Although a divorce can be a massive financial transaction dictated by the outcome of property division, child support, and spousal support disputes, it can also be an exceptionally emotional process. One reason is because many divorcing couples have to decide the custody arrangement pertaining to their children.
This can be challenging. After all, most parents in this situation are going from living with their children on a daily basis to the very real possibility of only seeing their children periodically. In other instances, there may be concern that one parent poses a threat to the child’s physical or emotional well-being. Even parental relocation can threaten to minimize a noncustodial parent’s time with his or her child, which can have a significant and direct impact on that noncustodial parent’s relationship with the child.
Considering that there is so much at stake in these instances, it is important to be familiar with the law so that a parent can utilize it to his or her advantage. In the case of parental relocation, for example, a court will consider a number of factors before determining whether it is warranted and just:
- The reason for the move
- The child’s relationship with each parent and siblings
- The child’s age and how the move may affect his or her overall well-being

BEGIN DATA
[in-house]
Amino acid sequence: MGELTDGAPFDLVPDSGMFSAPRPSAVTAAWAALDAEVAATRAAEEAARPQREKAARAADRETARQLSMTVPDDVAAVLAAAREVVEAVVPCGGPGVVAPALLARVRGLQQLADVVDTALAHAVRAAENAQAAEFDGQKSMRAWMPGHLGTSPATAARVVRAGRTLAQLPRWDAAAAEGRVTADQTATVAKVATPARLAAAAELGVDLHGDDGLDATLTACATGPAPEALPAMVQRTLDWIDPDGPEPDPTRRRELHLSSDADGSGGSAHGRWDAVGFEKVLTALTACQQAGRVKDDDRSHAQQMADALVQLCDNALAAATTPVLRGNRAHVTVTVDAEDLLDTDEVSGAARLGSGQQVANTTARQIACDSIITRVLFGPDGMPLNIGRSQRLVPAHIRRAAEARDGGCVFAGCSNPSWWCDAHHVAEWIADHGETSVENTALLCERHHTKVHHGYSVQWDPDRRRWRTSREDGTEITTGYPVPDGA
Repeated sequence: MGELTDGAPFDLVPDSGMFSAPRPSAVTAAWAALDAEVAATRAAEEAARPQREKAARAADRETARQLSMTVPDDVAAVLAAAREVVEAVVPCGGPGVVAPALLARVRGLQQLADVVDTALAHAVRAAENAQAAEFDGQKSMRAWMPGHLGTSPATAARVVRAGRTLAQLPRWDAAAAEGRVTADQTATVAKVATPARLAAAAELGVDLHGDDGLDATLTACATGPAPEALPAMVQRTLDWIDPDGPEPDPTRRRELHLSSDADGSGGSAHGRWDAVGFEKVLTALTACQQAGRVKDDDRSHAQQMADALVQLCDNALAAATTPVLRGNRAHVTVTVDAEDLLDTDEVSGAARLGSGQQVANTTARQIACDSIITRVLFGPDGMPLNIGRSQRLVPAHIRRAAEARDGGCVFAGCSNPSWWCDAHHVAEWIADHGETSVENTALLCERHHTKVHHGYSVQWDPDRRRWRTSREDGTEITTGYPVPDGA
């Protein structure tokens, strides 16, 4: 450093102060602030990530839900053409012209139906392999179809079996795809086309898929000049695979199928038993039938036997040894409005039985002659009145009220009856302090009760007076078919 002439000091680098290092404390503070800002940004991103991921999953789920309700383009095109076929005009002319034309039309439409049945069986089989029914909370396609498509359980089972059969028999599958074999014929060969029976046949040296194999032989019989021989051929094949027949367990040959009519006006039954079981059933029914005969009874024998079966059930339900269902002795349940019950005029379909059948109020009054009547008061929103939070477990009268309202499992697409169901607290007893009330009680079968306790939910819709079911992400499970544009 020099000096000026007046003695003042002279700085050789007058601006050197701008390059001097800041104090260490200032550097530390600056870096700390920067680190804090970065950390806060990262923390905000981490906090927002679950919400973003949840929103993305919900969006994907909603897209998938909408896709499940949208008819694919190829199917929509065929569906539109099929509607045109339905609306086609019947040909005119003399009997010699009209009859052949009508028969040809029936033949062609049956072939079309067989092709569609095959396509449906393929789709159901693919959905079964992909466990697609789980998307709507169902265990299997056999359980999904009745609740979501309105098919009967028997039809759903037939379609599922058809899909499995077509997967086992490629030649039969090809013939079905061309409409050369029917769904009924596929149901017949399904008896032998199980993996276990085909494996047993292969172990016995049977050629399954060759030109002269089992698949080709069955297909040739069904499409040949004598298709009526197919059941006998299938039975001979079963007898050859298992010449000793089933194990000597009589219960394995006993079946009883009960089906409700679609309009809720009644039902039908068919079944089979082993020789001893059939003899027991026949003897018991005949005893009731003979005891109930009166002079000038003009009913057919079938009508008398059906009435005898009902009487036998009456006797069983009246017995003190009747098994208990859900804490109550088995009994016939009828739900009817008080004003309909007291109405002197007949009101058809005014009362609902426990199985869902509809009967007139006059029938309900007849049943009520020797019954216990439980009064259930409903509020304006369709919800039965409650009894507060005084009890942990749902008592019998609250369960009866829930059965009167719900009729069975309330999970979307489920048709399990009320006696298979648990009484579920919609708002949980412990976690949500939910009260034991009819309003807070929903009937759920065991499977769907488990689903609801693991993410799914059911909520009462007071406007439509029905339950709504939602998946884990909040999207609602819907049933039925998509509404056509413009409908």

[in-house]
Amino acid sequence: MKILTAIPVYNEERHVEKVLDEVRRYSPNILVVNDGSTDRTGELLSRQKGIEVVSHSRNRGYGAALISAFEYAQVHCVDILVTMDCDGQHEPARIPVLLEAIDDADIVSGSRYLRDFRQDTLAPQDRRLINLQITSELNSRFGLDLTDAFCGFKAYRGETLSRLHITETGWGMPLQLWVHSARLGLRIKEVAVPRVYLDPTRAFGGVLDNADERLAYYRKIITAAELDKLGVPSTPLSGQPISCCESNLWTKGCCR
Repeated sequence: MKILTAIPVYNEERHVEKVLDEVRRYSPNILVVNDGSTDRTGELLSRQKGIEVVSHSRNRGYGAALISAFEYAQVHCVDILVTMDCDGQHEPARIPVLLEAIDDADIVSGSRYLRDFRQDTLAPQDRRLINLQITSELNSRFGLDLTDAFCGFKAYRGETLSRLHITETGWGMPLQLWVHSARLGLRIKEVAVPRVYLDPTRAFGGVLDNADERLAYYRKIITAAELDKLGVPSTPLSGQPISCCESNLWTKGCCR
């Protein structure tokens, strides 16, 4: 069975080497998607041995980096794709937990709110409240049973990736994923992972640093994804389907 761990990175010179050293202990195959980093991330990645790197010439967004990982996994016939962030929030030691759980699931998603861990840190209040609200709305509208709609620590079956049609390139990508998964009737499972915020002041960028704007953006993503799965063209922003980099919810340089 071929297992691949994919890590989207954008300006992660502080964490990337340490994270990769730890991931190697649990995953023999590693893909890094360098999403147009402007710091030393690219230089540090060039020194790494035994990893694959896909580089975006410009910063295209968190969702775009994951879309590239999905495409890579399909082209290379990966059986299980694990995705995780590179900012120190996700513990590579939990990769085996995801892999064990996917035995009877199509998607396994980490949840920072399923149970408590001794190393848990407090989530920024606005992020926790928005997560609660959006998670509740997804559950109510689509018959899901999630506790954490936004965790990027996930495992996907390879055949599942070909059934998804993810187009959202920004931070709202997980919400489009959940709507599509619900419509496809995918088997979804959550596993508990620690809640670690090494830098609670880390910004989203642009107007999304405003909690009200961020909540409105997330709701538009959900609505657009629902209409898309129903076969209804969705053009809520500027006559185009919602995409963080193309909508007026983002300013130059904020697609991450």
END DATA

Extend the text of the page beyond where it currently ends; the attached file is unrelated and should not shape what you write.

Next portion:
- The effect the move will have on the noncustodial parent’s ability to maintain his or her relationship with the child
- How the move will improve the custodial and child’s quality of life
- The child’s wishes with regard to moving
- Any pattern of abuse by the child’s parents
Pennsylvania law also allows the court to consider any other factors that it deems relevant, which means that just about anything can be made pertinent to an argument pertaining to parental relocation. What that means for those who are either going through divorce, considering divorce, or addressing custody matters post-divorce is that they need to be prepared with strong arguments that support their position, whether that be for or against relocation, sole or joint custody, or limits on visitation.
In these types of cases, knowledge is power. Engaging in competent discovery and perhaps even obtaining evaluations of the parents and the child may be informative as to how best to approach these matters.